A lymphoma in the brain has a special status among brain tumors. This is because it is made up of cells that are not native to the brain. Compared to other brain tumors, brain lymphomas are relatively rare. Only three percent of brain tumors are lymphomas.
What is lymphoma in the brain?
According to Sportingology, degenerated cells of the immune system are referred to as lymphoma in the brain. More precisely, it is in the lymphocytes, which belong to the white blood cells. These form a lump.
Normally, lymphomas settle within the lymphatic organs. These include the lymph nodes, liver, spleen and the mucous membranes of the stomach and intestines. However, the lymphoma can spread from these organs to the brain, becoming what is known as secondary brain lymphoma.
However, it is also possible for a lymphoma to develop in the brain itself. Such a lymphoma is called primary cerebral lymphoma. This lymphoma in the brain has its origin in degenerated lymphatic cells.
Unfortunately, the causes of lymphoma in the brain are not yet known. The trigger for the desiccation of white blood cells and the associated formation of a tumor in the human brain therefore remains a mystery.
However, it can be said that the risk of developing lymphoma in the brain is relatively low in people with an intact immune system. In people who have a weakened immune system, however, the risk increases enormously.
It was found that about one percent of people suffering from AIDS develop a lymphoma in the brain. Basically, the shorter the duration of the underlying disease, the lower the risk of developing a lymphoma in the brain.
Symptoms, Ailments & Signs
Lymphoma in the brain can cause a variety of symptoms. These depend, among other things, on the location and size of the cerebral lymphoma. Nausea, vomiting and headaches are often the first signs of illness. These symptoms are particularly noticeable with increased intracranial pressure, which occurs in almost half of those affected.
Increased intracranial pressure occurs when cerebral lymphoma spreads to the meninges. This often results in accumulations of fluid (cerebral fluid, liquor) in the cerebrospinal fluid chambers. Sometimes signs of paralysis affecting only one side of the body are observed. This is referred to as a so-called hemiparesis. The eyes are often also affected when certain cell components penetrate the vitreous humor and the middle layer of the eye.
This then leads to visual field defects or reduced visual acuity, which are characterized by a partial weakening of the visual field and reduced visual acuity. Half of all patients with cerebral lymphoma develop neurobehavioral symptoms such as impaired memory, personality changes and confusional states.
Aphasia (speech disorders) can also occur. The language disorders become noticeable, among other things, through impairments in language formation and language comprehension. If the lymphoma is in the temporal lobe, ]]epilepsy|epileptic seizures]] can also occur. However, this is rarely the case. The prognosis of the disease ranges from complete recovery to death and depends on the type, size, location and timing of treatment.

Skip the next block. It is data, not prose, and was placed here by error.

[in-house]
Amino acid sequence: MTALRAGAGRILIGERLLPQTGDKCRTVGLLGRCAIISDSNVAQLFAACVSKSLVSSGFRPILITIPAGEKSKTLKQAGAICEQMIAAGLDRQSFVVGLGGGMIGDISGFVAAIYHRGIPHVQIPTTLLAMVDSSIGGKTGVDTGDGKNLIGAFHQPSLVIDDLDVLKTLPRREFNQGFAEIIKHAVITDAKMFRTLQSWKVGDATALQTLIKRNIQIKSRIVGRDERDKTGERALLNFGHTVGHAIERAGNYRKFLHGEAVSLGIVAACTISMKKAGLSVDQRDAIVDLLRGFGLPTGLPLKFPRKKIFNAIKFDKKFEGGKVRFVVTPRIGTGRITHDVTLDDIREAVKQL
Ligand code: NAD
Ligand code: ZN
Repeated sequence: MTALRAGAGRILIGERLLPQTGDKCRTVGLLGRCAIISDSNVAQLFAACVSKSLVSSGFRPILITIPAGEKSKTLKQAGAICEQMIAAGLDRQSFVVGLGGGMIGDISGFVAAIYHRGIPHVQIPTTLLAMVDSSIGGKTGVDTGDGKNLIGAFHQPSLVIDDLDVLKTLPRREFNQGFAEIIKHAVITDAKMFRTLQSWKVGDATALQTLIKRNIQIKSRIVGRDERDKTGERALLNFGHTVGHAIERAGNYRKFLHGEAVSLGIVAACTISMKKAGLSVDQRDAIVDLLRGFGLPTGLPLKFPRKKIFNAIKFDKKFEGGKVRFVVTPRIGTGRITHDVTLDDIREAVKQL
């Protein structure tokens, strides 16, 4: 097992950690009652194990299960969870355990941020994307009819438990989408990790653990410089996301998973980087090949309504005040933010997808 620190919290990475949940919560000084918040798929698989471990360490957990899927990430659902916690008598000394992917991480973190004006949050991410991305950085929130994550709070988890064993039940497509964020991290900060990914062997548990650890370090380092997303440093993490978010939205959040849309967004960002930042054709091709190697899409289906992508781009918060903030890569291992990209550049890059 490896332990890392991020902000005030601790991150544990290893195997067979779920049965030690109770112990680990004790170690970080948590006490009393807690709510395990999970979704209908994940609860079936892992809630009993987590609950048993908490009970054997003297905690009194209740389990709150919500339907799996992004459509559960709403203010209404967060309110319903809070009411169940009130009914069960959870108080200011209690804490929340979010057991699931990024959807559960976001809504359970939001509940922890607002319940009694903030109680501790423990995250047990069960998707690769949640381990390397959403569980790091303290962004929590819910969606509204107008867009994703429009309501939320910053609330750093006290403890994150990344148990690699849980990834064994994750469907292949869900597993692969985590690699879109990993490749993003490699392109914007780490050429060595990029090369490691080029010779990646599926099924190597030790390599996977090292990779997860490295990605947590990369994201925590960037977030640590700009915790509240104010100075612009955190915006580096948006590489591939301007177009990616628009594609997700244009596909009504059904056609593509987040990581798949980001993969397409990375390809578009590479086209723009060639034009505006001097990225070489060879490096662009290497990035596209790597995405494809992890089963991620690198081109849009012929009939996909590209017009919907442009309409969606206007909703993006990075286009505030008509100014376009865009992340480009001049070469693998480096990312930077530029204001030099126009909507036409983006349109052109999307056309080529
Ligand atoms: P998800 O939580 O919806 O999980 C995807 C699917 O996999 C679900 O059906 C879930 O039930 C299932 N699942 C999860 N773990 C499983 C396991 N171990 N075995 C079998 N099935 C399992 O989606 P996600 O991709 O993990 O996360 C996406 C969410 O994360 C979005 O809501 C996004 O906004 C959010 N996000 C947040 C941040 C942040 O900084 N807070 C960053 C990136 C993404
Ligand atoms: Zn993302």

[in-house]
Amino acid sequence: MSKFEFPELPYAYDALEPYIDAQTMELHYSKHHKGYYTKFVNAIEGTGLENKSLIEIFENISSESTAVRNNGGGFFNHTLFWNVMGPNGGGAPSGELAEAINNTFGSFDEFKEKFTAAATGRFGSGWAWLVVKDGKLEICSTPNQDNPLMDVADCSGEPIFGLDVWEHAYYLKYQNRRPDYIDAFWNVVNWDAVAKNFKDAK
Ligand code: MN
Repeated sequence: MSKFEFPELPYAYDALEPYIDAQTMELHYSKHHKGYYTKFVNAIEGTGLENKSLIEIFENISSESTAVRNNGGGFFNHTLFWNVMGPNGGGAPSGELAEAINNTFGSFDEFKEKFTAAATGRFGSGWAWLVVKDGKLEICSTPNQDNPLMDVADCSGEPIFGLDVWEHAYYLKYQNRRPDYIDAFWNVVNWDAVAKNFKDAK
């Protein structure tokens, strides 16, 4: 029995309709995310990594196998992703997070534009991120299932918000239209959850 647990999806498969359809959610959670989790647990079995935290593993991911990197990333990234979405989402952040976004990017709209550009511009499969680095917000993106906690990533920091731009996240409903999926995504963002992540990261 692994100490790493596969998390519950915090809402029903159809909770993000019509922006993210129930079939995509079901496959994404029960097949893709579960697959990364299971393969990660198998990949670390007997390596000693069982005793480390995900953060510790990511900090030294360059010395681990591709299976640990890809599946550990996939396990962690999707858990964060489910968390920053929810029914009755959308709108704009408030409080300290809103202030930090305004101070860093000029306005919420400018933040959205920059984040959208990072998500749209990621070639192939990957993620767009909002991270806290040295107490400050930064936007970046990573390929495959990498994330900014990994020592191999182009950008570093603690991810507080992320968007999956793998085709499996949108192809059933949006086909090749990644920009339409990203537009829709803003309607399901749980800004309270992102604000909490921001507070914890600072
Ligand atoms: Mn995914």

Diagnosis & History
The modern cross-sectional imaging method plays an important role in the diagnosis of a lymphoma in the brain. It is possible to visualize the affected regions with the help of magnetic resonance imaging and computed tomography. However, the cross-sectional imaging method does not offer a reliable diagnosis.
The reason for this is the diversity of a lymphoma in the brain. Additional investigations are required. In this context, the examination of the brain water must be mentioned. Final certainty with regard to the diagnosis, however, only gives the histological examination.
A lymphoma in the brain requires the fastest possible diagnosis and treatment, as the tumor usually grows very quickly. The form of therapy is very important for the course of the disease. It is therefore carefully chosen by doctors. Usually, lymphoma in the brain responds very well to radiation therapy.
However, this alone is not enough and the therapy is associated with a great risk. For this reason, a combined version of chemotherapy and radiotherapy is recommended. In such a case, there is a 5-year survival rate of up to 70 percent for a lymphoma in the brain.
Lymphoma in the brain is usually a very serious problem. If the tumor is not treated or removed, the patient dies in most cases. For this reason, treatment by a doctor is necessary in any case. Patients primarily suffer from headaches, which usually cannot be curbed with the help of painkillers.
It is also not uncommon for vomiting or nausea to occur. Those affected can also have visual disturbances and are therefore significantly restricted in their everyday life. Paralysis and sensory disturbances can also occur in various parts of the body due to the lymphoma in the brain and significantly reduce the patient’s quality of life.
It is not uncommon for there to be adeptness or memory gaps, making everyday life significantly more difficult for those affected. Personality disorders or psychological complaints can also occur as a result of the lymphoma in the brain. This condition can be treated with radiation therapy and chemotherapy.
In this way, the tumor can possibly be completely removed. However, whether the course of the disease will be completely positive cannot generally be predicted universally. The patient’s life expectancy may be reduced and limited by the lymphoma in the brain.
When should you go to the doctor?